If someone approached you and asked you whether you WWOOF, you’d probably give them a look and say, “Sorry, I don’t bark in public.” But then you’d feel silly after discovering that WWOOF is actually an acronym for a popular and growing section of the travel industry.
World Wide Opportunities on Organic Farms (WWOOF) is a movement that links sustainable farms with volunteers who work their way around the globe, giving their time and agricultural talents in return for room and board.
Volunteers live on host farms and assist four to six hours a day with activities like sowing seed, cutting wood, feeding livestock, and making compost. Farmers in turn help WWOOFers learn about organic agriculture techniques and support their alternative, nomadic way of life.
Potential WWOOFers have a lot of farms to choose from. There are currently more than 11,000 host farms and 80,000 willing workers WWOOFing in more than 100 countries around the world – and more than 2,200 farms needing WWOOFers in just the United States.
So how do you get started? First, visit a website that features host farm information, such as wwoofinternational.org. Click on the country you’d like to visit and enter your information to join that particular country’s WWOOF organization. Once you become a member (it costs $40 annually in the United States), you can access an online database of participating farms and state your preferences – short or long stays, the type of farm (dairy, garden, orchard, vineyard, ranch, and more), dietary preferences (vegetarian, vegan, or omnivore), lodging type (yes, yurts are available), and whether children and pets are accepted. Then you register for your favorite, book your tickets and make your travel plans.
BHTP: What made you want to become a WWOOFer?
Zakrzewski: I found out about WWOOFing while searching for opportunities to learn more about sustainable farming/gardening. I’ve always found it important to know where my food products come from, and I thought there was no better way to get involved than volunteering at an organic farm to experience the harvest first-hand. Being a WWOOFer is also a very cheap and fun way to travel. WWOOFing is a work-exchange program so I was compensated for my work with delicious, fresh produce, a cozy bedroom, and great company.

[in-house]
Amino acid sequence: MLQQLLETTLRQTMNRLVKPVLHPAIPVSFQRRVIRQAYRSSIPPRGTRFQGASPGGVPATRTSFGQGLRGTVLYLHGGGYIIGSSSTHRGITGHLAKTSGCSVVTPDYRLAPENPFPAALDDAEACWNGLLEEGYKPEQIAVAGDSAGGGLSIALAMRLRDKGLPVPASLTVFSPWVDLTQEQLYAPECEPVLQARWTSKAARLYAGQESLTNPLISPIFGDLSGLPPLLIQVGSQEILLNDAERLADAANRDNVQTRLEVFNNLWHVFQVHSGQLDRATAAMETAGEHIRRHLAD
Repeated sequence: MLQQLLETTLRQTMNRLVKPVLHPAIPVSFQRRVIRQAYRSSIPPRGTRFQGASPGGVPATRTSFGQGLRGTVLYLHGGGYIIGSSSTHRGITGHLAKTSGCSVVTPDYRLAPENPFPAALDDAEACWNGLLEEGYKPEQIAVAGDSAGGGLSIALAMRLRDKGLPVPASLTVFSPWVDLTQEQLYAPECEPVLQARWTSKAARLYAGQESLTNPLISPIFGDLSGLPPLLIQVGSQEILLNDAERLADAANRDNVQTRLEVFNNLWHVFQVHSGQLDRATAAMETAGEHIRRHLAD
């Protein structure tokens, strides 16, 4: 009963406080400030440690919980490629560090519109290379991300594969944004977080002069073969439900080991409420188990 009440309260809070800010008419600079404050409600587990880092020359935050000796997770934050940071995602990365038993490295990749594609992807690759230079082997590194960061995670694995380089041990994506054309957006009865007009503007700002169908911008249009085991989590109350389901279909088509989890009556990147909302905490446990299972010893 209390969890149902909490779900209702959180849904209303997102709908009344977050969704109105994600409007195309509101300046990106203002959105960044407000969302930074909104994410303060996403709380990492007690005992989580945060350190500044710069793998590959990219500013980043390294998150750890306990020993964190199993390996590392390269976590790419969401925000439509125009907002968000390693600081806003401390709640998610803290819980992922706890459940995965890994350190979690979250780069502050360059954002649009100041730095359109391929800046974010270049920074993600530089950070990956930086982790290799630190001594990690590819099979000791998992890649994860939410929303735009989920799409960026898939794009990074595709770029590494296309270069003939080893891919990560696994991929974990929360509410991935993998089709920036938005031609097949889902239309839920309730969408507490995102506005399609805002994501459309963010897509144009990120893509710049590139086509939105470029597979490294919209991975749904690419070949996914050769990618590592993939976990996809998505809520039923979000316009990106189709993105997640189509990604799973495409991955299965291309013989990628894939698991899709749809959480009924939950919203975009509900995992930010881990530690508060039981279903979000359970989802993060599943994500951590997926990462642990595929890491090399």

BHTP: What suggestions or advice would you give a first-timer?
Zakrzewski: Plan, plan, plan. Especially if you’re going to be in a remote area. Scope out the area on a map, and decide what you’d like to do on your days off. If you won’t have a car during your stay, find out if there’s a bus service available or make sure you’re fine with keeping yourself occupied on the premises. Contact your host early on to start planning your stay and communicating your interests. My hosts were very interested in my goals and hobbies and they were very personable. It’s important to keep the communication open and find a good fit so you can assure your time spent volunteering will be fun and rewarding. Also, be prepared to work hard and learn lots. In my experience, my hosts and I worked hard and played even harder.
Zakrzewski: WWOOFing is important because it offers direct insight into organic-farming practices. Even if you have zero background in gardening or farming, many hosts will welcome you with open arms as long as you are willing to put in quality work time. I learned multiple ways to ward of pests and animals without the use of pesticides and how to mix a killer compost, but above all I learned about the discipline, community, and resilience that encompasses organic and sustainable farming. I believe WWOOFing is a wonderful experience for people of all ages and interests.
WWOOFing is your chance to learn new skills, meet new people, see the world, and make a difference. For more information, visit wwoof.net or wwoofusa.org, and don’t forget insurance – it’s a requirement for visiting some farms. Get a quote with us online at bhtp.com.
Lisa Bellavin is community-relations manager for Berkshire Hathaway Travel Protection.